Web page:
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Georgia Supreme Court Rules in Damage Apportionment Case

Earlier this month, the Georgia Supreme Court provided clarity on the application of a Georgia statute that allows juries to allocate damage expenses among defendants as well as potentially liable parties that were not sued. In this ruling, the Georgia Supreme Court held that the case law on negligent entrustment was wrong. Negligent entrustment is a tort where one party is held responsible for negligence because they carelessly provided another party (the person entrusted) with a dangerous instrument and that person’s operation of that instrument caused injury to a third party. The case decided earlier this month arose from a 2009 auto accident between Daniel Prickett and Imelda Zaldivar. At the time of the collision, Daniel Prickett was driving a company vehicle for his employer, Overhead Door Company. Both parties alleged that the other was at fault for the accident, and both suffered injuries as a result. Prickett filed a lawsuit against Zandivar in 2011.

At the time the accident occurred, Prickett was driving in a company vehicle on the way to a sales call. Zaldivar attempted to hold Prickett’s employer responsible for damages, based on her claim that the company negligently entrusted Prickett with the vehicle, despite multiple anonymous complaints about his driving. The state court denied Zaldivar’s request to add Pricket’s employer to the verdict. The Court of Appeals affirmed this, and cited a 1993 decision that held “an injured driver cannot bring a negligent entrustment claim against the person who gave him or her the vehicle because the driver’s own negligence breaks the causal connection between the entrustor’s negligent act and the driver’s injury.”

The court concluded that the above-mentioned case law was wrong, and Zaldivar could in fact ask the jury to allocate fault to Prickett’s employer. The ruling has amended the statute to now say that a jury can apportion of the damages to everyone involved, even parties that have not been sued. A jury must “consider the fault of the persons or entities who contributed to the alleged injury or damages, regardless of whether the person or entity was, or could have been, named as a party to the suit. Nonparties found to be responsible for damages don’t owe any money to the plaintiff, but their presence helps defendants by giving jurors somewhere else to point their fingers for blame and potentially reducing a named defendant’s financial obligation.” Essentially, this means that the apportionment statute permits the consideration of fault of a non-named party, and does not consider the fact that that party may have an affirmative defense of immunity claim that negates any liability.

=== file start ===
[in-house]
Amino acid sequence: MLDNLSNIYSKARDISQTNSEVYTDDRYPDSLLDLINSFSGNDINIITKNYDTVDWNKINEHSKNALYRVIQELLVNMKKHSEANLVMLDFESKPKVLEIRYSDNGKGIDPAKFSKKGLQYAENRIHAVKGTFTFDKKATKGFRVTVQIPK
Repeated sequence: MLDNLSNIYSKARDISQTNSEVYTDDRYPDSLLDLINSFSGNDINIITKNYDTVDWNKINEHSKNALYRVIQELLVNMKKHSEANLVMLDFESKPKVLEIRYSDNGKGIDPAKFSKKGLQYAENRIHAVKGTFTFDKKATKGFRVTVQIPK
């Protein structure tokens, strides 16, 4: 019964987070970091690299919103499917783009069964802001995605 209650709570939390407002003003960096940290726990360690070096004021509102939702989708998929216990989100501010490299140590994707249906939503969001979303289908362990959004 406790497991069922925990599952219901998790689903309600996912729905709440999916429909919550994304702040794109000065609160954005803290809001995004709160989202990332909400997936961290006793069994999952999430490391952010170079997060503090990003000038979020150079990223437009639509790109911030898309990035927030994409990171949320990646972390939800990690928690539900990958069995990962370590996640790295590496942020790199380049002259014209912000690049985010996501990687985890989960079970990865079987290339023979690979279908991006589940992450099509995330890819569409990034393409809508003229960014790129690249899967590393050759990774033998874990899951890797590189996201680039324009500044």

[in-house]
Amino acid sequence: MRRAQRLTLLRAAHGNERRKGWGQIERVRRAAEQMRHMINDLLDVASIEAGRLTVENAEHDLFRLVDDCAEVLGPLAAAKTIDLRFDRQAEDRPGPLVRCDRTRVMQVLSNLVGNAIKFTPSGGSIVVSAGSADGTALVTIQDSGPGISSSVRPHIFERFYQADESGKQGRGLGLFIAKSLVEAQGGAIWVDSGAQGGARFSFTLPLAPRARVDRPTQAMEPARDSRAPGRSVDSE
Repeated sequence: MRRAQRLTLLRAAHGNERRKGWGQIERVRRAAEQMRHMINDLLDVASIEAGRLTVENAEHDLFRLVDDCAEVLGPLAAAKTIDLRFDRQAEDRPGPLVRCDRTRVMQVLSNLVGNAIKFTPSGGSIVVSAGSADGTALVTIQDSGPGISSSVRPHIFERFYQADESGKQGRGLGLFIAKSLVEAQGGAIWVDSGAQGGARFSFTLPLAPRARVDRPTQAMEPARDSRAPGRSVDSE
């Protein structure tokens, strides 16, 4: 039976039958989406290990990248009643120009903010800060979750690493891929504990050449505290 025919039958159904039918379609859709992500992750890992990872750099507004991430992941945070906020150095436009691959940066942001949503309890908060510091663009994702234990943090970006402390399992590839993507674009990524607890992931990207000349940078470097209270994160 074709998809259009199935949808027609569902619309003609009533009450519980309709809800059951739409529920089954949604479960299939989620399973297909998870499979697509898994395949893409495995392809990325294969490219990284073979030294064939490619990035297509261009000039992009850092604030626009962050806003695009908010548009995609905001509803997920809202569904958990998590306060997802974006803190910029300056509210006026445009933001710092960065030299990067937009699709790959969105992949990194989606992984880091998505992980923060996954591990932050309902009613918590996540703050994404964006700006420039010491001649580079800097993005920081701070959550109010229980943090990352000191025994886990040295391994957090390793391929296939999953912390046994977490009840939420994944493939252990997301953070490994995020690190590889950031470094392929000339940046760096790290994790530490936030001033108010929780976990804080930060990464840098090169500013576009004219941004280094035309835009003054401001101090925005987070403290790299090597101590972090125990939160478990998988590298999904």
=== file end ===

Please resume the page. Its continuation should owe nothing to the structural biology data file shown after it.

If you or a loved one has been involved in a car crash, the experienced auto accident attorneys at Goldstein & Hayes, P.C. can help you determine whether there are any third parties to be added to your case in order to allocate damages.Contact us today for a free consultation.